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Pregnancy and Depression
Pregnancy and depression aren't often thought of as occurring together, but for an estimated 10 to 20% of women, they do. The glow of what is hoped to be a special time in a woman's life is replaced by sadness.
The most common treatments for depression during pregnancy include individual counseling, group therapy, and anti-depressants. Anti-depressants are somewhat controversial because of some studies showing potential risks for babies of mothers taking them. It comes down to a case-by-case basis and a decision between a woman and her doctor. Because of this, some women are opting for safer, more natural techniques to help them manage depression during pregnancy.
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Music Therapy for Depression
The American Music Therapy Association defines music therapy and its clients as the following: "Music therapy is the clinical and evidence-based use of music interventions to accomplish individualized goals within a therapeutic relationship by a credentialed professional who has completed an approved music therapy program. Those who can benefit from music therapy include children, adolescents, adults, and the elderly with mental health needs, developmental and learning disabilities, Alzheimer's disease and other aging related conditions, substance abuse problems, brain injuries, physical disabilities, and acute and chronic pain, including mothers in labor."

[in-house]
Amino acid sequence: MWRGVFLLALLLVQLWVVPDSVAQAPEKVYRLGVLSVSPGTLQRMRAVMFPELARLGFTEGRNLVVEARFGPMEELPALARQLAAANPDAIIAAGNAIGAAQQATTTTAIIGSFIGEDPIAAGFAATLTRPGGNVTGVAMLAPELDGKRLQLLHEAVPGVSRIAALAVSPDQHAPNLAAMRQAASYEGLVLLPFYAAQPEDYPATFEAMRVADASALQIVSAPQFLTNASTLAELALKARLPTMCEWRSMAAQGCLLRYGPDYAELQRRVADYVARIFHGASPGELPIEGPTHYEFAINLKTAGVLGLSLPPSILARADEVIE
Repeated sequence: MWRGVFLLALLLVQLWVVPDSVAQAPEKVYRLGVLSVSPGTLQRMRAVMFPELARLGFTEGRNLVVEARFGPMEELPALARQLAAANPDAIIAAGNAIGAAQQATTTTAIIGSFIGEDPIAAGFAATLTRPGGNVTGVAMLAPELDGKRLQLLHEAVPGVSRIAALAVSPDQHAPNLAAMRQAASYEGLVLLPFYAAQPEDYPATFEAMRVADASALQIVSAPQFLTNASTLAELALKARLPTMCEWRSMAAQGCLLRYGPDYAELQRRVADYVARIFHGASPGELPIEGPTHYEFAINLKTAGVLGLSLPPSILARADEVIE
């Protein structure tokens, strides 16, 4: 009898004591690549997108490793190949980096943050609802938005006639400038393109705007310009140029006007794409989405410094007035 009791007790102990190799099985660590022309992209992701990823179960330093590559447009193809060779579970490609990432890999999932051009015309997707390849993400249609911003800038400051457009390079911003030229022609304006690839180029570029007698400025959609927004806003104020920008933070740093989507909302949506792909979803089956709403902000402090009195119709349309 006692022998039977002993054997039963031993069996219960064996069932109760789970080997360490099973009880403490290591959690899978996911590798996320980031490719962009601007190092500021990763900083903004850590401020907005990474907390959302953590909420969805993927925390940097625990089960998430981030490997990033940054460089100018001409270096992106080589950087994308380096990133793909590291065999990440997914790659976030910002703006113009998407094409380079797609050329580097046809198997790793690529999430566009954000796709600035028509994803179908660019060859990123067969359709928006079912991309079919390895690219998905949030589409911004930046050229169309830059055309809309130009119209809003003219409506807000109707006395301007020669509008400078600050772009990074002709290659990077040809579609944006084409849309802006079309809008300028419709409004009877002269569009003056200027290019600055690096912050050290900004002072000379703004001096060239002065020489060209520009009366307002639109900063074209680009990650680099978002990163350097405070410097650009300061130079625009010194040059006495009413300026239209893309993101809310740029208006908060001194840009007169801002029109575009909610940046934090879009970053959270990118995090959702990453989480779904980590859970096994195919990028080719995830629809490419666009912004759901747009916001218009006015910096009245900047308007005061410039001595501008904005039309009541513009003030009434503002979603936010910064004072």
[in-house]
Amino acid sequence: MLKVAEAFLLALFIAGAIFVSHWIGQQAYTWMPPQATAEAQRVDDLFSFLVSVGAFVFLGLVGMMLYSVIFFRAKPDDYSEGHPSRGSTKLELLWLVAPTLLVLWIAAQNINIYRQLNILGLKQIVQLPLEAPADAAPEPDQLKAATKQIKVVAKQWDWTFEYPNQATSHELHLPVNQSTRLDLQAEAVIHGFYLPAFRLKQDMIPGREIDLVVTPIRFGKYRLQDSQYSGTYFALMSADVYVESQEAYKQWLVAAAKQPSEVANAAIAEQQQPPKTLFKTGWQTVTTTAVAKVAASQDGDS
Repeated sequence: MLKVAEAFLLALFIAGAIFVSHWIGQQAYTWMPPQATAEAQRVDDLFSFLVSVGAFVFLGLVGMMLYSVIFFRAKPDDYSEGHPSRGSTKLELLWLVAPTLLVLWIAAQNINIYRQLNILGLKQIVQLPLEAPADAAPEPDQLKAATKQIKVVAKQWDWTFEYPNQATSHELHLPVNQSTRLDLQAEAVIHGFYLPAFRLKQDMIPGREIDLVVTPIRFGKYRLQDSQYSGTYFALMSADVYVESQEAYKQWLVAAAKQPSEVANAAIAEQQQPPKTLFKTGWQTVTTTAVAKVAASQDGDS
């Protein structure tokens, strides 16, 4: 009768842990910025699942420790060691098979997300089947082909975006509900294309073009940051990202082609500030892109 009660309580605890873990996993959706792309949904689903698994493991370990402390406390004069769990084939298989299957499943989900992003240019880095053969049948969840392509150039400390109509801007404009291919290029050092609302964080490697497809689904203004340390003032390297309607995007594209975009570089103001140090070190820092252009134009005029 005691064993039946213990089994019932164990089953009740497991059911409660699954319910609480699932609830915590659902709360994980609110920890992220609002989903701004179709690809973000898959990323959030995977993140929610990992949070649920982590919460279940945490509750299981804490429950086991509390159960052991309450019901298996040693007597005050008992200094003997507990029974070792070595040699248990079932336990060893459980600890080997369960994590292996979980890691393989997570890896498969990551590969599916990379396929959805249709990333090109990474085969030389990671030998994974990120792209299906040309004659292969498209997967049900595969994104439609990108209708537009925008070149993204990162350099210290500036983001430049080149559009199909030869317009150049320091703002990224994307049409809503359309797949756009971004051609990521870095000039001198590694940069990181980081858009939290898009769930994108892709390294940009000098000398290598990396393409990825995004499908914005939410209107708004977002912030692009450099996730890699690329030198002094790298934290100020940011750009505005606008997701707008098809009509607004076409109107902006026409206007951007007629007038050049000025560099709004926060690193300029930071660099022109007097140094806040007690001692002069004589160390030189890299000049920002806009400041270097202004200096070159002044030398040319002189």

In The Tao of Music:Sound Psychology by John Ortiz, Ph.D, the author speaks of a systematic way to use music in a therapeutic way to alleviate depression. By making an "entrainment" list of a dozen or so songs, based on the participant's individual taste in music, he or she is able to move from feeling depressed to feeling neutral or happy. The term "entrainment" in music means merging with the pulse of the music. By first matching the emotional state with the music, then gradually moving the participant in a desired direction away from that mood by playing slightly happier music, then even happier, the mood can be successfully altered.
The Cochrane Library has reviewed five studies using various music therapy techniques to treat depression. Four out of the five studies yielded positive results, reporting a greater reduction in symptoms of depression among those receiving music therapy rather than standard care.
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How Can Music Therapy Help Pregnant Women Overcome Depression?
Researchers from the College of Nursing at Kaohsiung Medical University in Taiwan set out to answer the question of how music therapy can help pregnant women overcome depression. They randomly assigned 116 women to a "music" group and 120 to a control group. After just two weeks the women in the music group showed marked reductions in stress, anxiety, and depression. The control group showed a slight reduction in stress, but no change in anxiety and depression. Four pre-recorded 30-minute CDs were used in the study, featuring music which mimicked the human heart beat at 60 to 80 beats per minute.
One of the CDs featured lullabies from Brahms and the song, "Twinkle, Twinkle, Little Star", while another featured nature sounds and children's rhymes and songs. The women were asked to listen for 30 minutes a day and write in a journal what they listened to and were doing at the time. They were tested before on well-established scales for stress, anxiety, and depression and then tested afterwards, showing great improvement in all areas.
Music has also been used in labor and delivery and has been shown to speed up labor and decrease the amount of pain. It has been shown that fetuses at 16 weeks' gestation can respond to outside sound. It would make sense that calming, relaxing music could be beneficial for both mother and baby.